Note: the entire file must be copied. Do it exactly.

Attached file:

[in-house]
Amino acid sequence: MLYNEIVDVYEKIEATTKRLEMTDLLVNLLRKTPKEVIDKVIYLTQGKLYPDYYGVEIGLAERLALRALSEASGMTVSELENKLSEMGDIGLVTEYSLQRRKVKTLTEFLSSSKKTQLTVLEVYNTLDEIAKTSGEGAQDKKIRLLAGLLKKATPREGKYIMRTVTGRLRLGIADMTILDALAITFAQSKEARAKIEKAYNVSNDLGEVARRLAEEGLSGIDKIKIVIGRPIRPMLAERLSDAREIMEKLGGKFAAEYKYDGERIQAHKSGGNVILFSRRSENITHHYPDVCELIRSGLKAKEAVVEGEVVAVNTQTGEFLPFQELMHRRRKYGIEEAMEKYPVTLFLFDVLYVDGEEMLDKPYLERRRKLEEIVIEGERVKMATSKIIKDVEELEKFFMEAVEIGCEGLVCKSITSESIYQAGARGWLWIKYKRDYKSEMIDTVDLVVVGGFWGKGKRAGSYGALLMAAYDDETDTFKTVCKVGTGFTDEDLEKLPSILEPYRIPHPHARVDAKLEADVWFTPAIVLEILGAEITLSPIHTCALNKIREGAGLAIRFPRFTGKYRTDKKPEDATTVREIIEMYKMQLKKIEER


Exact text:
[in-house]
Amino acid sequence: MLYNEIVDVYEKIEATTKRLEMTDLLVNLLRKTPKEVIDKVIYLTQGKLYPDYYGVEIGLAERLALRALSEASGMTVSELENKLSEMGDIGLVTEYSLQRRKVKTLTEFLSSSKKTQLTVLEVYNTLDEIAKTSGEGAQDKKIRLLAGLLKKATPREGKYIMRTVTGRLRLGIADMTILDALAITFAQSKEARAKIEKAYNVSNDLGEVARRLAEEGLSGIDKIKIVIGRPIRPMLAERLSDAREIMEKLGGKFAAEYKYDGERIQAHKSGGNVILFSRRSENITHHYPDVCELIRSGLKAKEAVVEGEVVAVNTQTGEFLPFQELMHRRRKYGIEEAMEKYPVTLFLFDVLYVDGEEMLDKPYLERRRKLEEIVIEGERVKMATSKIIKDVEELEKFFMEAVEIGCEGLVCKSITSESIYQAGARGWLWIKYKRDYKSEMIDTVDLVVVGGFWGKGKRAGSYGALLMAAYDDETDTFKTVCKVGTGFTDEDLEKLPSILEPYRIPHPHARVDAKLEADVWFTPAIVLEILGAEITLSPIHTCALNKIREGAGLAIRFPRFTGKYRTDKKPEDATTVREIIEMYKMQLKKIEER